The ability to transform disruption into opportunity will be central in determining who will benefit and who will lose.
By Terri Chapman
Rapid technological innovation is fueling enthusiasm and pessimism simultaneously, even as the realities of its impact on jobs and growth are uncertain. How soon and to what extent artificial intelligence (AI), robotics and automation will be adopted will vary significantly between and within countries. The experience of emerging economies in the face of technological transformations and adoption may be vastly different from that of advanced economies.
The ability to transform disruption into opportunity will be central in determining who will benefit and who will lose from these changes. During a discussion on Navigating the Chrome Age: Jobs, Growth and Public Policy, panelists brought to light a number of areas where unconventional opportunities may lie.
How soon and to what extent artificial intelligence (AI), robotics and automation will be adopted will vary significantly between and within countries.
Jayant Sinha, India’s Minister of Civil Aviation, outlined the extent of the employment challenge in the country. He argued that providing gainful employment and meeting the expectations of India’s vast youth population will be a core challenge in the face of automation. Of India’s workforce of approximately 500 million people, just 21 million are in the formal, private sector and 23 million in the public sector. The challenge facing India is to find ways of providing gainful employment for the rest of the population, of which a majority are under the age of 35.
The presence of a large informal sector, a challenge in many developing economies, has acquired a new dimension in the context of technological transformation. Informalisation, a fundamental problem for many development economists, has been cast in a new light in the contemporary context of technological transformation. The informal economy in India accounts for 91 percent of employment, and firms are dominated by micro-enterprises. The small size of firms and informal ecosystem in India may create an opportunity as the digital economy becomes more prominent, allowing India to avoid deep structural transitions that will be required by more formal economies. It is not only in emerging and developing nations where informality is relevant, there has also been a rise in non-standard employment in advanced countries in recent years.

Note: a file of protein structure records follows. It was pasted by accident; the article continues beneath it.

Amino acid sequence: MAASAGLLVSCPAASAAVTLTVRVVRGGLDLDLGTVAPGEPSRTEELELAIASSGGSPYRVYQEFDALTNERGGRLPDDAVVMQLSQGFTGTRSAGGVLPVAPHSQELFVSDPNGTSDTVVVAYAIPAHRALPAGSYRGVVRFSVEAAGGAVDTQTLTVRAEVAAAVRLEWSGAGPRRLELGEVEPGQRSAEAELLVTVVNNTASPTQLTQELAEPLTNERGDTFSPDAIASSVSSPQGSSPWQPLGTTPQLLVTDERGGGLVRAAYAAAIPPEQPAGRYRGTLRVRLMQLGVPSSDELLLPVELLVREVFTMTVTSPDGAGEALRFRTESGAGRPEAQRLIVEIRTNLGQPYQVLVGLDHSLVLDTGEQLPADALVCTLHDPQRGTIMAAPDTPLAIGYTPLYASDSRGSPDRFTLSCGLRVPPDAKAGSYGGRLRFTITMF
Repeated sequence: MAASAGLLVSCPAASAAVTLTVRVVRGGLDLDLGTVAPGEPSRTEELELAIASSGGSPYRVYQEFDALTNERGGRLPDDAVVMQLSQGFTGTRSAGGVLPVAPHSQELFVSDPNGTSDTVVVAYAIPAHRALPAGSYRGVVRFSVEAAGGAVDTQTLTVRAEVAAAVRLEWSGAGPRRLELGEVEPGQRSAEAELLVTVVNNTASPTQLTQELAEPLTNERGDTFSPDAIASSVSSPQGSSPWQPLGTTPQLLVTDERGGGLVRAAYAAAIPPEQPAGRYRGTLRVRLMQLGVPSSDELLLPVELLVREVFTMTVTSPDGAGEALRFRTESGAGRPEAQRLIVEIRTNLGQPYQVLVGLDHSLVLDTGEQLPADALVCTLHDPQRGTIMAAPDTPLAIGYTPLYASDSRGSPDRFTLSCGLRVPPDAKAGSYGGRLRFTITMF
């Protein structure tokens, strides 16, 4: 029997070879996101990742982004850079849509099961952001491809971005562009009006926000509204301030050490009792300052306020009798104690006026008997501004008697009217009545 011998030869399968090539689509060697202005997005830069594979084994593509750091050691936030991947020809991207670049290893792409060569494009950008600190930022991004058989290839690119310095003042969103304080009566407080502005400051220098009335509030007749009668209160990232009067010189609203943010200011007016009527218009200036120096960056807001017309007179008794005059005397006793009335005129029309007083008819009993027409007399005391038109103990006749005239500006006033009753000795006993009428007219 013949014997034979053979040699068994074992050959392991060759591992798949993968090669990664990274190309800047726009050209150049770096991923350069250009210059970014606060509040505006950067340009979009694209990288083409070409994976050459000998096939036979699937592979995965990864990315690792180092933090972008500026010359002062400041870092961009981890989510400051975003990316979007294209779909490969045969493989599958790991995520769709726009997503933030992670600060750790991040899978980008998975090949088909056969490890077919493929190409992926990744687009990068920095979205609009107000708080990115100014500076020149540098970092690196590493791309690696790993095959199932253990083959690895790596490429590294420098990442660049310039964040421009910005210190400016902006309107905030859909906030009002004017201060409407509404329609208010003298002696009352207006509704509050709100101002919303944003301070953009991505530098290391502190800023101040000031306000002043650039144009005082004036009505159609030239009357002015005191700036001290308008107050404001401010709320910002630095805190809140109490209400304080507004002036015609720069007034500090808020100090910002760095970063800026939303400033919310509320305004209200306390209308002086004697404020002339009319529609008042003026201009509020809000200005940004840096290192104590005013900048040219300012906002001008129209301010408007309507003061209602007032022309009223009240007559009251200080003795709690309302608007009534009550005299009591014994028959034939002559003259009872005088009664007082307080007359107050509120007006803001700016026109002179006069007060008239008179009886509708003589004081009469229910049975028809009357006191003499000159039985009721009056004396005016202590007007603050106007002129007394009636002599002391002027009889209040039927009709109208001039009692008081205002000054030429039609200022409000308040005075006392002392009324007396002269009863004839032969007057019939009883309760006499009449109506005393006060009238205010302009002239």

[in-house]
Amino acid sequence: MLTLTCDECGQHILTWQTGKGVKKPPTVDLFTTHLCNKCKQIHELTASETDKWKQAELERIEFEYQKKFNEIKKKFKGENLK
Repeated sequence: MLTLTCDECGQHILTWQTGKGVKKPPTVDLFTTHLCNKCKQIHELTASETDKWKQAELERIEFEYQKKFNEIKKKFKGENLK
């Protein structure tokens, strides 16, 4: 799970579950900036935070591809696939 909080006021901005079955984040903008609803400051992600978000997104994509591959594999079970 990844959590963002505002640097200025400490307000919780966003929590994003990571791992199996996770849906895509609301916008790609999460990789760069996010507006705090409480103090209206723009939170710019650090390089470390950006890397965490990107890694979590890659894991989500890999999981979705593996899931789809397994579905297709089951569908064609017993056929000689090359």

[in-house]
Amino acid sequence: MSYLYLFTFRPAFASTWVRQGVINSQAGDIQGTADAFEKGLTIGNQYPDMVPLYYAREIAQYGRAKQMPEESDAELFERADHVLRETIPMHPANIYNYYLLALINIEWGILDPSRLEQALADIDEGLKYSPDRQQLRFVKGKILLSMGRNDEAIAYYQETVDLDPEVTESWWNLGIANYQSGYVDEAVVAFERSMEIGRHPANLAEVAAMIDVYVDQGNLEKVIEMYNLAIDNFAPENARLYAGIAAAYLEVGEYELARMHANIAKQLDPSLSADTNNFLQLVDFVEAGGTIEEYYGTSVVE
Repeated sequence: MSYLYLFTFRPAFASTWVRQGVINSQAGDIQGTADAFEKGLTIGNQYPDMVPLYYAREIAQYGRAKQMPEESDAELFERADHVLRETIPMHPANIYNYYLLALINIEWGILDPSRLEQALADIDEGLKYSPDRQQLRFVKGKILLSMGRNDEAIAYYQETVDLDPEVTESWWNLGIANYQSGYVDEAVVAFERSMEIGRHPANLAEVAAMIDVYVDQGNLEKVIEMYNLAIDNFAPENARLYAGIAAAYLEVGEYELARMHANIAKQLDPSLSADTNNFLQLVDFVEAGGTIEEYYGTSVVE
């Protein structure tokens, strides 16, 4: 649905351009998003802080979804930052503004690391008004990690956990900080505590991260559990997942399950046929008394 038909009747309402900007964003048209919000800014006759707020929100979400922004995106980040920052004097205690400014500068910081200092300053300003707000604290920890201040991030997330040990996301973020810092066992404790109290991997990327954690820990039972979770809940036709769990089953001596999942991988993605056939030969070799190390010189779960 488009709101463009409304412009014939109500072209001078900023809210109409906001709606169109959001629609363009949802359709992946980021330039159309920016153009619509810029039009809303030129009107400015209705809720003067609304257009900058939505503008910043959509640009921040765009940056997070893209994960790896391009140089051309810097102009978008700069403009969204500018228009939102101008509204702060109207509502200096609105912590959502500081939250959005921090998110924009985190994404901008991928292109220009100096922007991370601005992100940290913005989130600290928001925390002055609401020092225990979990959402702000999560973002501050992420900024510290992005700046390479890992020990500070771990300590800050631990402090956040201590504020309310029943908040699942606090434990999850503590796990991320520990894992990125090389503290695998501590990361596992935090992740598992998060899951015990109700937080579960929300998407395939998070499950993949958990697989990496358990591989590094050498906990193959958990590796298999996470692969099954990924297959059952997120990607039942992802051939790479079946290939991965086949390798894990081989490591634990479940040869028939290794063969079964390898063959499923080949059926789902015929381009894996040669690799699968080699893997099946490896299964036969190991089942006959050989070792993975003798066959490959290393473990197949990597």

The informal economy in India accounts for 91 percent of employment, and firms are dominated by micro-enterprises. The small size of firms and informal ecosystem in India may create an opportunity as the digital economy becomes more prominent, allowing India to avoid deep structural transitions that will be required by more formal economies.
Two important conclusions can be drawn from this. The transformation processes experienced by countries will vary significantly. The opportunities that must be leveraged to take advantage of the inclusive potential of disruption are unconventional, requiring leaders and policy makers to challenge prevailing notions and policy frameworks.
As mentioned by Jayant Sinha, the vast movement of agricultural workers in India into other sectors, primarily the service sector, is challenging the prevailing farm to factory model. Mr. Sinha argued that countries such as India need to embrace a farm to franchise model if they are to fully benefit from their demographic dividends. New employment models building on services, new digital platforms, and the gig economy present significant employment generating opportunities. In India these opportunities are critical in the face of stagnating employment in the manufacturing sector.
Gabriela Ramos, OECD Chief of Staff and Sherpa to the G20, argued that new employment models and relations, including a rise in informalisation, need to be met with new social security frameworks that link social benefits directly to people rather than to jobs. She pointed to three key imperatives for managing vast technological transformations — skills, new policy frameworks and global standards.
New employment models building on services, new digital platforms, and the gig economy present significant employment generating opportunities. In India these opportunities are critical.
While skills and education have been central to discussions on the future of work and technological change, new approaches to skills development are needed. The traditional short-term, job-specific, vocational training model that has been widely embraced, may not be suitable for the changing world of work. Gabriela Ramos suggests that an increasing focus must be on developing ‘soft’ skills over ‘hard’ skills and basic education. However, the means through which appropriate skills and education frameworks can be developed are likely to vary significantly between and within countries. India’s ailing education system and massive young population create unique challenges for upskilling and reskilling.
Yao Zhang, Founder and CEO of RoboTerra, suggested that despite the challenges presented by new technologies, including the unpredictability of innovation, technological change has typically been positive. She further pointed to an unconventional opportunity presented by ‘brain drain,’ a phenomenon that has traditionally been viewed as a major challenge for countries such as India.
While technological change and its impact on the workforce is a long-standing discussion, the pace at which these changes are happening today is unprecedented. This means that new models and approaches are needed to manage these transitions and turn disruptions into opportunity. Conventional approaches to job creation, skill development, and social protection must be reimagined and recast to meet new demands.
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